The format was impressive but the Phillips presentation fell a little short of the parallel Sony presentation. You may recall that the development of the science behind the CD format was a collaboration between the two electronic giants and then gifted – in effect – to the World. A typically sedate presentation for the Northern German’s involved the playing of a Deutsche Grammophon recording of a Bach “Toccata” which did little to impress the leather jacketed crowd of A&R audience. Word has it that Sony’s presentation – in an attempt to prove the stability of the format and to funk it up for the industry audience – the CD player was flung from one side of the room to the other with no loss of quality! A triumph for the Chelsea Tractor in car market.
CD was a massive filip – pun intended – to the back catalogues of the giant record companies who’d been recording artists for many years onto initially, analogue tape and then digital tape. They saw the opportunity; if you had purchased the LP when it was first released then you were almost compelled to add it to your CD collection which grew to mirror – and eventually exceeded – your vinyl LP collection.
The size of the CD and its jewel case had a dramatic effect on the packaging both the format but the look. For more than fifty year the packaging of an LP – and its appeal on the record store rack – had developed, in line with the increasingly competitive marketing conditions, into an art form. The work of celebrated artists including Roger Dean – the man behind Asia and Yes covers – contributed materially to the sale of their products.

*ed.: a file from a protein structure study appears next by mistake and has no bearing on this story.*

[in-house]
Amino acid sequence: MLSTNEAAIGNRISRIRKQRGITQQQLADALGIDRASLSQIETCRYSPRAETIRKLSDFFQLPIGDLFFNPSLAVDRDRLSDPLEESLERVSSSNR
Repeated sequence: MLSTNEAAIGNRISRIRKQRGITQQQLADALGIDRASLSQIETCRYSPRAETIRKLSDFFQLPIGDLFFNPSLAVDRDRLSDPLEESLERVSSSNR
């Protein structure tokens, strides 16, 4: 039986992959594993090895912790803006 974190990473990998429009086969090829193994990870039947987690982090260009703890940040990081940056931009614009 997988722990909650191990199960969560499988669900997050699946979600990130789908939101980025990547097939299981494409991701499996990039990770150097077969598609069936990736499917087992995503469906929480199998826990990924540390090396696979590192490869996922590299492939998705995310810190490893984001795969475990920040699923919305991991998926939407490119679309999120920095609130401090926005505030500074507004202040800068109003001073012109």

Imagine Pink Floyd’s “Dark Side of the Moon” without a black cover punctuated by a rainbow emerging from a prism.
The extraordinary works of Peter Brooke and Jann Haworth – please see here our previous post – Peter Blake and Jann Haworth – “Sgt. Pepper’s Lonely Hearts Club Band” whilst its precise impact may be incalculable the importance of an album’s cover should not be underestimated. Interestingly, the 50th anniversary re-release of Sgt Pepper’s on vinyl became the top seller in that format in 2017.
It is reported that Nielsen Music’s market report in late 2017 marked a year on year increase in vinyl sales of around 60% compared to a mere 40% increase in digital streams during the same period. In 2017, Vinyl LP sales accounted for 14% of physical music revenue in the US and that sales of turntables and accessories exceeded $1bn in the US.
So with the previously slowed down or defunct Vinyl pressing plants now back in action, please allow me to offer some guidance to finding the most influential Vinyl LPs to play on your turntable – below each LP cover is an AMAZON link:
Bob Dylan – “Blood On The Tracks”
David Bowie – “Ziggy”
Bob Marley – “Legend”
Bruce Springsteen – “Born To Run”
Donald Fagen – “The Nightfly” – please see our previous post here – International Geophysical Year
The Eagles – “Hotel California”
Led Zepplin – “IV”
Billy Bragg – “Life’s A Riot”
Simon and Garfunkel – “Bookends”
The Stone Roses
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Image Credits – with grateful thanks to BBC, The Washington Post, Roger Dean, Peter Blake and Jann Haworth, RCA, CBS, Island Records, Sony, Warners and Cooking Vinyl